The Janus Faces of Open Access Publishing | Guest Post by Dr. Frederick Domann

Frederick E. Domann, PhD @RickDomann

by Willow Fuchs

During the month of Open Access Week (October 19-25) we will be highlighting a number of guest posts from University of Iowa Faculty and Staff who have personal experience making their work Open Access.  We appreciate their contributions.

The second guest post is by Frederick Domann, PhD; Director, Molecular & Cellular Biology Graduate Program; Co-director, Radiation and Antioxidant Enzyme Core Service; Co-director, Free Radical Cancer Biology Program; Professor of Radiation Oncology; Professor of Pathology, Surgery

There is little doubt that the open access (OA) model for publishing scientific literature has revolutionized the academic approach to publishing and the publication industry itself. Since the advent of OA publishing there has been an exponential proliferation of OA journals which currently number greater than 10,000 (https://doaj.org).

I personally receive countless requests to serve on the editorial boards of these journals which I typically ignore and promptly delete. Academic institutions have embraced the OA model since traditional journals can cost as much as $20,000 per year for an institutional subscription. Indeed, universities such as the University of Iowa offer incentives in the form of payment of publication fees for their faculty to publish in OA journals. Indeed my trainees and I have benefitted from these incentives and have published several papers in OA journals within the last several years.

One of these (http://www.ncbi.nlm.nih.gov/pubmed/24672806), published two years ago in the reputable Dove Press journal Hypoxia is currently the most viewed and downloaded paper since the journal’s inception. Clearly this has provided a brilliant showcase for our work and we have benefitted from the university’s OA policy. Open access allows free and ready access to its readers, while passing the costs of production and publication off to the contributors of literary content.

And while this “pay to publish” approach opens opportunities for investigators to quickly and broadly disseminate their findings, OA publishing also has a dark side. This dark side is manifest in the proliferation of “predatory” journals that accept work that may be of questionable quality and significance. Such journals should be actively avoided and are identified on Beall’s list of predatory journals which can be found at http://scholarlyoa.com/publishers/.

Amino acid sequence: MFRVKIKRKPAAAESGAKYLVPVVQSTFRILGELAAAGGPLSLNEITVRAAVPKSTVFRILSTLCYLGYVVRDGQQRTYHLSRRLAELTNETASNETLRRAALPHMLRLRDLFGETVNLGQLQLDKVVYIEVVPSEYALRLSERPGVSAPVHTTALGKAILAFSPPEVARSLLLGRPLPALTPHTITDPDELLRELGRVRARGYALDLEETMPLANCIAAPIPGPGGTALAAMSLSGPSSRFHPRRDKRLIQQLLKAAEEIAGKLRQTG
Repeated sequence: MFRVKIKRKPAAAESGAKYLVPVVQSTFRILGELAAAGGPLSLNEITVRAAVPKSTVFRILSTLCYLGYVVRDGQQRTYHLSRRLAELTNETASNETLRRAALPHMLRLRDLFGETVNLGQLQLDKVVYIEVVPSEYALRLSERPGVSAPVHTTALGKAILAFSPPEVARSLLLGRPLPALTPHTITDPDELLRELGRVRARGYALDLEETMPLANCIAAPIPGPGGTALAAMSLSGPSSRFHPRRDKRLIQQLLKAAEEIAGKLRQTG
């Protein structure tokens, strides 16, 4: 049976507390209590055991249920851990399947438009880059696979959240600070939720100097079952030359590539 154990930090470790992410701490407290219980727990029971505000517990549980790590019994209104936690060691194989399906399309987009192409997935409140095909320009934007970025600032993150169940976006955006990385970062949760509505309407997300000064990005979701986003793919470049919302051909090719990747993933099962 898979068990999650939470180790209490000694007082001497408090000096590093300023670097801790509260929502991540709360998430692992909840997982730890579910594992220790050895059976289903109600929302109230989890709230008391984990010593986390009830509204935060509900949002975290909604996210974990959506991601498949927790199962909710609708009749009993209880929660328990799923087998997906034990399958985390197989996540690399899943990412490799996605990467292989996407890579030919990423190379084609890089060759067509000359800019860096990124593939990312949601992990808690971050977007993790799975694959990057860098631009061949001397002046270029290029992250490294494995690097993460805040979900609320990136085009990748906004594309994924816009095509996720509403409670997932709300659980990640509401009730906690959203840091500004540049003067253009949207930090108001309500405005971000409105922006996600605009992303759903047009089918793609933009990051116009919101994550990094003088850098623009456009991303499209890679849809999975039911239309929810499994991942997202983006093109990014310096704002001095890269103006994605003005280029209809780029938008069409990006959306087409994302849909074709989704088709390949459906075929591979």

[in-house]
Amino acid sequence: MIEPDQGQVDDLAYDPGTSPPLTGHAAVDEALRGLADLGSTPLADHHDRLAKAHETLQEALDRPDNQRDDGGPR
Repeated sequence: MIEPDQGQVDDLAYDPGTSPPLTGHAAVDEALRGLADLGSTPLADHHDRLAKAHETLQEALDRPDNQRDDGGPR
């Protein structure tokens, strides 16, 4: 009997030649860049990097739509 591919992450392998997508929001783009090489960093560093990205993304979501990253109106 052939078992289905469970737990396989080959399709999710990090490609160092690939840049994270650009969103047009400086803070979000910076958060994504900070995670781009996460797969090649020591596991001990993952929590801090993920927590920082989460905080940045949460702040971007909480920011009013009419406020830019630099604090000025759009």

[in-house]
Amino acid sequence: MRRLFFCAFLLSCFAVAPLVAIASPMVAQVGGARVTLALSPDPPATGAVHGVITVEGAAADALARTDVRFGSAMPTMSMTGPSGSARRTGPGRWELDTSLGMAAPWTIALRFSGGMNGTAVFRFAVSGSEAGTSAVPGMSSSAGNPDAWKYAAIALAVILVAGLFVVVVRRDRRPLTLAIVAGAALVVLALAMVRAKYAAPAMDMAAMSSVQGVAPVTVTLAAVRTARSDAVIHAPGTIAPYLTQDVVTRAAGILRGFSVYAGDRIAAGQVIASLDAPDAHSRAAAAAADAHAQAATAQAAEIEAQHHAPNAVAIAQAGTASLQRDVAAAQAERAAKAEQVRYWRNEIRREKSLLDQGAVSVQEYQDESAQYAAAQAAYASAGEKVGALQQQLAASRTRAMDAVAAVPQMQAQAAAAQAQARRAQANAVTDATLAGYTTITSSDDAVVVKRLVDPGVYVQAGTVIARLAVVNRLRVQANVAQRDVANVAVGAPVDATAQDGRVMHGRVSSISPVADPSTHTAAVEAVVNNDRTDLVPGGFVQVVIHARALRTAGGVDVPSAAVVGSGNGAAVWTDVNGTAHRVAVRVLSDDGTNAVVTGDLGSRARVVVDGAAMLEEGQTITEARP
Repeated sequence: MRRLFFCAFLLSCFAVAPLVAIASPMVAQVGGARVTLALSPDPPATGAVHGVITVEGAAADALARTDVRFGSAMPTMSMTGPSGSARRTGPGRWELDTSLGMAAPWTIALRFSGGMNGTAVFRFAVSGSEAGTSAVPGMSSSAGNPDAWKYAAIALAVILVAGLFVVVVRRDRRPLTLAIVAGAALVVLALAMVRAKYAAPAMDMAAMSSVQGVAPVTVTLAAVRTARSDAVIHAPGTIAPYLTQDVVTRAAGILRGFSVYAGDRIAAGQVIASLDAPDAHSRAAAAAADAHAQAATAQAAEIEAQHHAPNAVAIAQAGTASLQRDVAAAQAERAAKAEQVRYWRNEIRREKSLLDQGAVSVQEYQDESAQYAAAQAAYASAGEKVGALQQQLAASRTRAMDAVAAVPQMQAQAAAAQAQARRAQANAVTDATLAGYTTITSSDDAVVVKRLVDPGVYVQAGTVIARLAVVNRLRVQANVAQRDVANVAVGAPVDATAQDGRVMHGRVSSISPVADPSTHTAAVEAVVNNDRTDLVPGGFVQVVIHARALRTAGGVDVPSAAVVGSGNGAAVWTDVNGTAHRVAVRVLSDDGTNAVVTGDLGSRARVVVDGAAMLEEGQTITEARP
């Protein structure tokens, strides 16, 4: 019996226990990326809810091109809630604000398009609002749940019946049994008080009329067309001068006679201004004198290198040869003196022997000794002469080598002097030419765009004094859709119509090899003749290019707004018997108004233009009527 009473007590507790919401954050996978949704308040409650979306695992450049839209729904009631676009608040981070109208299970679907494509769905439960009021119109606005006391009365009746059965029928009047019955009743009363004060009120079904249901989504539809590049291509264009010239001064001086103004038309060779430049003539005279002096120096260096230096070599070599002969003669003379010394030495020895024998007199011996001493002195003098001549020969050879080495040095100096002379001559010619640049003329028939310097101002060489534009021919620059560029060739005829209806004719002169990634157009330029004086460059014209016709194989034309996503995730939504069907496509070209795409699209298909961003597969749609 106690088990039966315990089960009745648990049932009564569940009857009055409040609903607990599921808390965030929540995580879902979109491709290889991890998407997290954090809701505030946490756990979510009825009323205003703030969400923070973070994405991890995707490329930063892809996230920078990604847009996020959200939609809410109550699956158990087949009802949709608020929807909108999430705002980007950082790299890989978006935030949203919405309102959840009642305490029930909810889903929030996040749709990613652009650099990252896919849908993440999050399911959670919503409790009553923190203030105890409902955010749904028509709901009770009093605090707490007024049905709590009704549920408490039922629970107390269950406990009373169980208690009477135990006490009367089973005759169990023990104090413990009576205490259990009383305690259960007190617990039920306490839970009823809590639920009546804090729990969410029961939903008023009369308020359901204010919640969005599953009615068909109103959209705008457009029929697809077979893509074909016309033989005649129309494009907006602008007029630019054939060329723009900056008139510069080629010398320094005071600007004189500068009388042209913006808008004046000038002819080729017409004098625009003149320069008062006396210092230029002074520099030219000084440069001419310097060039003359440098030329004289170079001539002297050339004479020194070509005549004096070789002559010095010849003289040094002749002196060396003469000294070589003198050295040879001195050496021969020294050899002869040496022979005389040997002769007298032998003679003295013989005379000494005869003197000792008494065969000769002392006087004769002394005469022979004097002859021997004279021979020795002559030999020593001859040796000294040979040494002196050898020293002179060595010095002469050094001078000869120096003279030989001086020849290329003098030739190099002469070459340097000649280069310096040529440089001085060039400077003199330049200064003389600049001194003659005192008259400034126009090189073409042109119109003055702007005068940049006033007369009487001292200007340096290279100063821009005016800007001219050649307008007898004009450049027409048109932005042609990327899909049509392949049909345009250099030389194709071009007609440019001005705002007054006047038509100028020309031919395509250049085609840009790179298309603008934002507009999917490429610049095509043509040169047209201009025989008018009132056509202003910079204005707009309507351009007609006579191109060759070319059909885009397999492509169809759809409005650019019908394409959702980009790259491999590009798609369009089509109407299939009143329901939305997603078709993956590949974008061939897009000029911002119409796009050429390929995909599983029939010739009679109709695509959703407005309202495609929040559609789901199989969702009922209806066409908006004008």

One of the perils of the pay to publish model are the presentation of opportunities for blatant conflicts of interest in the publication process http://www.nejm.org/doi/full/10.1056/NEJMc1307577). For example, pharma businesses might take advantage of the lower rejection rates and relaxed journal standards in OA journals to publish prematurely or incompletely to promote the interests of their company.  Another troubling aspect of the proliferating OA model is the pressure to provide qualified competent reviewers from a limited pool of knowledgeable experts, the demands on whose time are typically already overextended, to review the avalanche of submitted manuscripts.

Since the material in OA journals is disseminated digitally there are essentially no page limits and so the numbers of papers and rate of papers published is astronomical. Already more than 2 million papers are published in the greater than 10,000 OA journals mentioned above. Almost certainly the rigor of review that is afforded these papers is on average substantially below that of traditional journals. These acknowledgements appear to have led to an improved perception of the value of publications in traditional journals for the communication of highly reliable and reproducible results.

Other digital resources such as ArXiv (http://arxiv.org/) enable investigators to disseminate their own findings before they are peer-reviewed in pre-print form known as e-prints, so the information can be distributed to interested parties without delays or compromising the quality of the finally published work. And while ArXiv may have downsides of its own (http://mathoverflow.net/questions/65090/downsides-of-using-the-arxiv) it may present a viable alternative to OA publishing, and at minimal or no expense.

Hopefully this discussion highlighting the two-faced nature of OA publishing will leave the reader with a better sense of risks and benefits of both publishing in and reading from OA journals.